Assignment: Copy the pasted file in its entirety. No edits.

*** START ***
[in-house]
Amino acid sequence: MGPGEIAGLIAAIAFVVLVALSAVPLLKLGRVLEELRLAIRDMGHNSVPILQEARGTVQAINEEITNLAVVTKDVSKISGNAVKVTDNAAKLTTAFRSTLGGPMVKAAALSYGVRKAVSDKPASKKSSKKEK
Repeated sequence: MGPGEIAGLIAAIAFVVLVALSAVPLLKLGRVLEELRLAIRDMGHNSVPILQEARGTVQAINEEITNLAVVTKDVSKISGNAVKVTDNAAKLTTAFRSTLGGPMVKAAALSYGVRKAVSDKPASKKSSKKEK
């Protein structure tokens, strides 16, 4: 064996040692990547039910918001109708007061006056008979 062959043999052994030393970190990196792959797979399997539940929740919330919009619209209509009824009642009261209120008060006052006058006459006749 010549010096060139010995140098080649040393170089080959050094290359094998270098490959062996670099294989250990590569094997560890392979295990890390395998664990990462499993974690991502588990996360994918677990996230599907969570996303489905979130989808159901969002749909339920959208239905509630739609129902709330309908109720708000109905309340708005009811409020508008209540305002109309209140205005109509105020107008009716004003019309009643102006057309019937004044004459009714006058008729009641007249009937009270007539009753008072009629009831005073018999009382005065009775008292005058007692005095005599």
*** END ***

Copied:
[in-house]
Amino acid sequence: MGPGEIAGLIAAIAFVVLVALSAVPLLKLGRVLEELRLAIRDMGHNSVPILQEARGTVQAINEEITNLAVVTKDVSKISGNAVKVTDNAAKLTTAFRSTLGGPMVKAAALSYGVRKAVSDKPASKKSSKKEK
Repeated sequence: MGPGEIAGLIAAIAFVVLVALSAVPLLKLGRVLEELRLAIRDMGHNSVPILQEARGTVQAINEEITNLAVVTKDVSKISGNAVKVTDNAAKLTTAFRSTLGGPMVKAAALSYGVRKAVSDKPASKKSSKKEK
């Protein structure tokens, strides 16, 4: 064996040692990547039910918001109708007061006056008979 062959043999052994030393970190990196792959797979399997539940929740919330919009619209209509009824009642009261209120008060006052006058006459006749 010549010096060139010995140098080649040393170089080959050094290359094998270098490959062996670099294989250990590569094997560890392979295990890390395998664990990462499993974690991502588990996360994918677990996230599907969570996303489905979130989808159901969002749909339920959208239905509630739609129902709330309908109720708000109905309340708005009811409020508008209540305002109309209140205005109509105020107008009716004003019309009643102006057309019937004044004459009714006058008729009641007249009937009270007539009753008072009629009831005073018999009382005065009775008292005058007692005095005599």